Because negligent security cases are so costly to pursue, all of the crimes involved are serious — which can make it hard for juries to understand how anyone is to blame except the perpetrator.
“The first question is, why in the world is a corporation responsible for a violent act from a third party?” Haggard said.
The attorneys have to get juries to understand that while the criminal court deals with the crime, the civil court has to address the companies that could have prevented it.
That job is getting easier because of technology, Haggard said. It’s easy to get a list of all the gunshots in a property’s vicinity, showing jurors that an apartment complex was going without security guards despite a record of violent incidents. There are also fewer excuses for not reviewing security footage — nowadays, every guard has a smartphone and can check cameras during a patrol, Haggard said.
“The security industry since 9/11 has developed standards that are rigorous and unfortunately are not followed,” he said.
Defendants also often argue that they can’t be held liable in cases where crime victims were specifically targeted by their assailants, a challenging argument to counter. But the Haggard Law Firm tells juries the key test is not the criminal’s motives, but whether the property had adequate security. In a case where a woman’s abusive ex found out her new address and waited outside to shoot her, the firm obtained an $8 million settlement during trial after arguing the man sat for three hours undetected by security.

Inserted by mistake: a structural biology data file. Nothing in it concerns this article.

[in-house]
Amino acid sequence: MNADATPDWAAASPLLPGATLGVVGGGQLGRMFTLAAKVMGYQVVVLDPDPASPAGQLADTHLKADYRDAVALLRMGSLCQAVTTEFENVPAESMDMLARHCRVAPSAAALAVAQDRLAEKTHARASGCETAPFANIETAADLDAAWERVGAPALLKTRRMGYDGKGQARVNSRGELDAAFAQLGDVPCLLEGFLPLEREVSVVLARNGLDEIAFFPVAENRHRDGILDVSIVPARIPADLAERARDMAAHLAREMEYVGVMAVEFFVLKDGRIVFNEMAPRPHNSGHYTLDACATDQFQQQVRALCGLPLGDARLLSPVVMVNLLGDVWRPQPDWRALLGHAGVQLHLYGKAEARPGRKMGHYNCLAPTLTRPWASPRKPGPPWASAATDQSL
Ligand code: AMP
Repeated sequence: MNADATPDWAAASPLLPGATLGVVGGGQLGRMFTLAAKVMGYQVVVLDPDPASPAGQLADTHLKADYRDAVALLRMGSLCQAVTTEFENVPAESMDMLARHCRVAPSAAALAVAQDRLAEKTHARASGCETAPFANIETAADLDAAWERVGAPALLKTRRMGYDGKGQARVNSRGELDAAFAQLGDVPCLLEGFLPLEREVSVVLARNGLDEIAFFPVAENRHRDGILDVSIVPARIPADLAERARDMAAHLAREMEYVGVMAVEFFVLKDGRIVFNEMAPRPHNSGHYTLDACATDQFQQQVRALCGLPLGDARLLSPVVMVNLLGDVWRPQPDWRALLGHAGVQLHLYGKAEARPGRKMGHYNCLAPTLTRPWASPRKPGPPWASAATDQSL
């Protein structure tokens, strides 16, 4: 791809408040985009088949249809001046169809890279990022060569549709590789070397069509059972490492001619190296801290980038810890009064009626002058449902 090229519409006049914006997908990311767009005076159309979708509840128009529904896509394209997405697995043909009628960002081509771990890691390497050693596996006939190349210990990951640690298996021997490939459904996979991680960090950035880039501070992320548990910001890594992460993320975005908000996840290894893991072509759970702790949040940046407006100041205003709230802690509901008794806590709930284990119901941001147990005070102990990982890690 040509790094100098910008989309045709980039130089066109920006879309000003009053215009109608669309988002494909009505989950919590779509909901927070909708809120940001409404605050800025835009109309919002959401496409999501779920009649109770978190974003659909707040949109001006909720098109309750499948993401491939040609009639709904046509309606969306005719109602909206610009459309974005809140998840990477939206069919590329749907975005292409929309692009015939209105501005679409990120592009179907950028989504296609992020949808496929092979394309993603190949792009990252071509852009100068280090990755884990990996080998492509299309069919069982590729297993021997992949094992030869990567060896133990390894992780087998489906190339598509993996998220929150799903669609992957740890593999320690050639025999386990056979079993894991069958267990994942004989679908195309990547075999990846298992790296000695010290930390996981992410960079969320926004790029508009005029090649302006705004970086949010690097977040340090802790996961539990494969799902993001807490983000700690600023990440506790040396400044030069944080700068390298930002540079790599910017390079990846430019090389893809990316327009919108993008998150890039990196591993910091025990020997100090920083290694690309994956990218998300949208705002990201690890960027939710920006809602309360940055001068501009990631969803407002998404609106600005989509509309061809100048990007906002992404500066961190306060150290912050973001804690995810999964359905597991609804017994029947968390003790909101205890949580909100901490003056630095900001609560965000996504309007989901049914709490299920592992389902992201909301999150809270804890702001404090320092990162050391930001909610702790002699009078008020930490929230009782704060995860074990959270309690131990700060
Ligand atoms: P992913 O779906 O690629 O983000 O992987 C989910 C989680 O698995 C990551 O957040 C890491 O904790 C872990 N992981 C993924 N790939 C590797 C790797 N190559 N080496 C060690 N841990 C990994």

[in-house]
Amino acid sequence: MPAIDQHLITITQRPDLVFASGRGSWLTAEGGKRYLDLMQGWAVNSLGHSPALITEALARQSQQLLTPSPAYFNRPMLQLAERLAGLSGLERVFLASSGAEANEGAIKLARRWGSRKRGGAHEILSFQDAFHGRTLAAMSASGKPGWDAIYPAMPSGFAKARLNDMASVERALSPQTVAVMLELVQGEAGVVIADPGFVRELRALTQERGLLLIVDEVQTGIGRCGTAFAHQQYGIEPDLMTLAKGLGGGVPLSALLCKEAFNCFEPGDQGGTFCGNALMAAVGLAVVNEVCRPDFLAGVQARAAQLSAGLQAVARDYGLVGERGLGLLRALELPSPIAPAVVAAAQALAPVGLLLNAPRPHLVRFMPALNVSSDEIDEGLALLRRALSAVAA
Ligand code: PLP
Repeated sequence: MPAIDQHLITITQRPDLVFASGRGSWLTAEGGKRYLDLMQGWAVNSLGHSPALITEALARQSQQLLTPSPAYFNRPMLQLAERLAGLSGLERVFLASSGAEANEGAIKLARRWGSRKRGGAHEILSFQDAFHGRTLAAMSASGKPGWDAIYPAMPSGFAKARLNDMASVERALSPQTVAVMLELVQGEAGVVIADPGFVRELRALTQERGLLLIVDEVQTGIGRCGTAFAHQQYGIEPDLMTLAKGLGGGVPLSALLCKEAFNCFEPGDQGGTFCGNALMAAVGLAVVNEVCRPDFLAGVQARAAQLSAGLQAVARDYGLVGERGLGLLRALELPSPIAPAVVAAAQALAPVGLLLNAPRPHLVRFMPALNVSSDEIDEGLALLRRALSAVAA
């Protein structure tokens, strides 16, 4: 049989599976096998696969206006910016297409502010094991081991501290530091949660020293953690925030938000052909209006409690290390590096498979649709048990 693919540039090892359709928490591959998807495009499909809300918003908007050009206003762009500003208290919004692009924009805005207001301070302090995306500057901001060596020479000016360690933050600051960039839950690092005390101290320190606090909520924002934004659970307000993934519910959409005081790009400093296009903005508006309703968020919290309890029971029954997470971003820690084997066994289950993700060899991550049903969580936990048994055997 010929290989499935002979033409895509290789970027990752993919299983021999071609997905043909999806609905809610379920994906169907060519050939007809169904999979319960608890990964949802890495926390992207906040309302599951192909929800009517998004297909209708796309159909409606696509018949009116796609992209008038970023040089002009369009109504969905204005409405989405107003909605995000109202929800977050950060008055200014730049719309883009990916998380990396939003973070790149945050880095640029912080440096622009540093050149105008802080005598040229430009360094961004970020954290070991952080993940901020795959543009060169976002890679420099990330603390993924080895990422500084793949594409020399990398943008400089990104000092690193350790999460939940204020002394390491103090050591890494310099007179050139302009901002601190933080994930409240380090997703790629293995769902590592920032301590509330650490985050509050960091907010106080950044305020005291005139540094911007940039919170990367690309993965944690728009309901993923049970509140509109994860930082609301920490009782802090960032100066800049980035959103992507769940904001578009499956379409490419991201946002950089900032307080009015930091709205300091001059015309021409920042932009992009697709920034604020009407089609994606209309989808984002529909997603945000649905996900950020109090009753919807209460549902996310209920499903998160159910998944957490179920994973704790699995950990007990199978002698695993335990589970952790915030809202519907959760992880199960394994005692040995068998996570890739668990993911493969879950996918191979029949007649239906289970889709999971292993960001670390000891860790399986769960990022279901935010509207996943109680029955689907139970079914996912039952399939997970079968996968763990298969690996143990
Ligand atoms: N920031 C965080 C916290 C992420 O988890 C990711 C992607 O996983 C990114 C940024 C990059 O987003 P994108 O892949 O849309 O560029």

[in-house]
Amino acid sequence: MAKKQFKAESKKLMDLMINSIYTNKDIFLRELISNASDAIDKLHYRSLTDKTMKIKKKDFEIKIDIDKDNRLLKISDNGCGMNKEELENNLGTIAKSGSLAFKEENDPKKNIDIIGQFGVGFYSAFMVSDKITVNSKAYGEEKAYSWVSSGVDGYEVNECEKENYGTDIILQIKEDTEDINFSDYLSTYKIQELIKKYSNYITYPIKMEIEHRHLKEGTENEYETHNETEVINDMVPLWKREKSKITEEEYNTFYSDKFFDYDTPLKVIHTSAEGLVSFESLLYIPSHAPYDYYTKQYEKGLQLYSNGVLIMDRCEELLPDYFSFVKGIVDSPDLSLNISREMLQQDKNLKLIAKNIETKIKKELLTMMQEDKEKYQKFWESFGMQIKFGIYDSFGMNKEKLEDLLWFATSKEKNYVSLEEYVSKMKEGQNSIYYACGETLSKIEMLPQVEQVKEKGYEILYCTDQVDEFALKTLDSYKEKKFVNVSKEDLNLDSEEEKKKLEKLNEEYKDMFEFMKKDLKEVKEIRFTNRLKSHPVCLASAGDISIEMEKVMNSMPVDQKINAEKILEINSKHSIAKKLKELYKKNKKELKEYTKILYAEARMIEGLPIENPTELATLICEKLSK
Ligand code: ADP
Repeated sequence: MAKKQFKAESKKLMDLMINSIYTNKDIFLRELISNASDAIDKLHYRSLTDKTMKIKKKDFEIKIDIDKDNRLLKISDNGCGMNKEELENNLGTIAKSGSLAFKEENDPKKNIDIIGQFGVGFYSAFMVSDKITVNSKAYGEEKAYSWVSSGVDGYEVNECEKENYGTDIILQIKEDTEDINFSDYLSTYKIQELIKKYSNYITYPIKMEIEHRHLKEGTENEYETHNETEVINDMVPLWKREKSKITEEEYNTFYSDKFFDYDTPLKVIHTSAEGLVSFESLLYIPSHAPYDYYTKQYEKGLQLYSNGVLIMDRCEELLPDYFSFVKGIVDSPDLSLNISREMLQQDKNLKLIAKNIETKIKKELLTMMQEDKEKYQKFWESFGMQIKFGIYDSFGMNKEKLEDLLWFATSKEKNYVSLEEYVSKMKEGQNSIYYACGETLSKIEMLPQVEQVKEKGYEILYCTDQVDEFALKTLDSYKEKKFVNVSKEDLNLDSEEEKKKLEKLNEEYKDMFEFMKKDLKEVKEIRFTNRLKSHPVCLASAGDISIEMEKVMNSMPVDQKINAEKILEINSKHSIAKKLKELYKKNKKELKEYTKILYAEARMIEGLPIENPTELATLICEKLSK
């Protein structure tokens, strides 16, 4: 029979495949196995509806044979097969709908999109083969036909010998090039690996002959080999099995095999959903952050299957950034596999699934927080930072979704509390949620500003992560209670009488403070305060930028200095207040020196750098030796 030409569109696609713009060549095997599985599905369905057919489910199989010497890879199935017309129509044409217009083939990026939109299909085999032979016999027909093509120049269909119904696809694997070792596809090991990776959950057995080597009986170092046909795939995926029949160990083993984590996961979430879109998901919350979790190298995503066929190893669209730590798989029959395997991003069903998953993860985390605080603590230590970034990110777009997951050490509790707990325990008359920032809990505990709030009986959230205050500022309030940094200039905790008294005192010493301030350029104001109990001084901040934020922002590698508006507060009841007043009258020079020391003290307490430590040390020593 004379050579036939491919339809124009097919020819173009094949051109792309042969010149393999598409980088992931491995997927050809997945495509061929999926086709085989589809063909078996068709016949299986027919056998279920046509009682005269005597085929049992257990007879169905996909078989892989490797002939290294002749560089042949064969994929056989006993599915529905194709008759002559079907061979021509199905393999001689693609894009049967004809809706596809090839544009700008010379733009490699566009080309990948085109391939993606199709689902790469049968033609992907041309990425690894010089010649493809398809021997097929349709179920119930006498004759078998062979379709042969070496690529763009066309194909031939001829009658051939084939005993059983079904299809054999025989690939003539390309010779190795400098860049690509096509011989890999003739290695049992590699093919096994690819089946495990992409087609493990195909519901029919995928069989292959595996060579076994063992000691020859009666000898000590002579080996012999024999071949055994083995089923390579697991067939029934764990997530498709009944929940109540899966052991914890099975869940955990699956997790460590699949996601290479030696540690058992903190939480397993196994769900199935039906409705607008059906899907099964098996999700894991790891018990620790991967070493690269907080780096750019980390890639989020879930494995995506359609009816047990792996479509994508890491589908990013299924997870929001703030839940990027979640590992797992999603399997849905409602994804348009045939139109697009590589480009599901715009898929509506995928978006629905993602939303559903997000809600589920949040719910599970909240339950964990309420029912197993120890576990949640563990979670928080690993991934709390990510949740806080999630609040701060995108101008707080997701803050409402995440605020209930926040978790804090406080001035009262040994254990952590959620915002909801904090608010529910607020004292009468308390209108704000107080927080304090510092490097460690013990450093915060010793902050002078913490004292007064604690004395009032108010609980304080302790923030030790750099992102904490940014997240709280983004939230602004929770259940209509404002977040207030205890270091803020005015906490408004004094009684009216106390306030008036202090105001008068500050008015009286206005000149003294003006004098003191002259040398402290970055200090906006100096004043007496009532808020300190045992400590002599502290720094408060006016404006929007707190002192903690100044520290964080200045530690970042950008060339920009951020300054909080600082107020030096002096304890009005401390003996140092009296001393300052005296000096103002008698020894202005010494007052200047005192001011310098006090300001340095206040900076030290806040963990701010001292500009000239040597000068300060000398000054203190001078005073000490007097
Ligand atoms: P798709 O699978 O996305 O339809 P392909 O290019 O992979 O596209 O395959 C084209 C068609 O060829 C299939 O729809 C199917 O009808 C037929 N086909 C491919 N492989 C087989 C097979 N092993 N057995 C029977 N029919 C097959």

Haggard’s livelihood may ride on negligent security cases, but he said he is doing his best to do away with them. He speaks at about six national conferences per year, trying to teach owners of apartment complexes, gas stations and other properties how to meet security standards.
He also lobbies lawmakers as a member of the advisory board of the National Crime Victim Bar Association. One victory was convincing several Florida Republicans to change their minds on a Gov. Jeb Bush-era tort reform bill that would have required juries to apportion fault to intentional tortfeasors, such as shooters, even if they weren’t identified.
“The result of that would be that we would reduce liability on the fault of third-party negligence, but it wouldn’t really help the victim at all,” said Jeff Dion, director of the association. “And if we remove that liability, what we also do is remove that economic incentive [for businesses to improve security].”
Haggard got the bar association involved, pushing Republican lawmakers to consider how the bill would affect crime victims. In a “huge upset,” Dion said, the efforts killed the bill.
The managing partner is following the same strategy he used after a series of near-drowning cases got him involved in supporting a federal law to improve pool safety. Before the law passed, Haggard won a $104 million verdict for a teen who suffered brain damage after a pool drain held him underwater. Since the law was enacted, pool suction-entrapment cases have dwindled to near-extinction, Haggard said.
He would love to see the same thing happen with negligent security.
“That would be awesome — to put ourselves out of business out of safety,” Haggard said.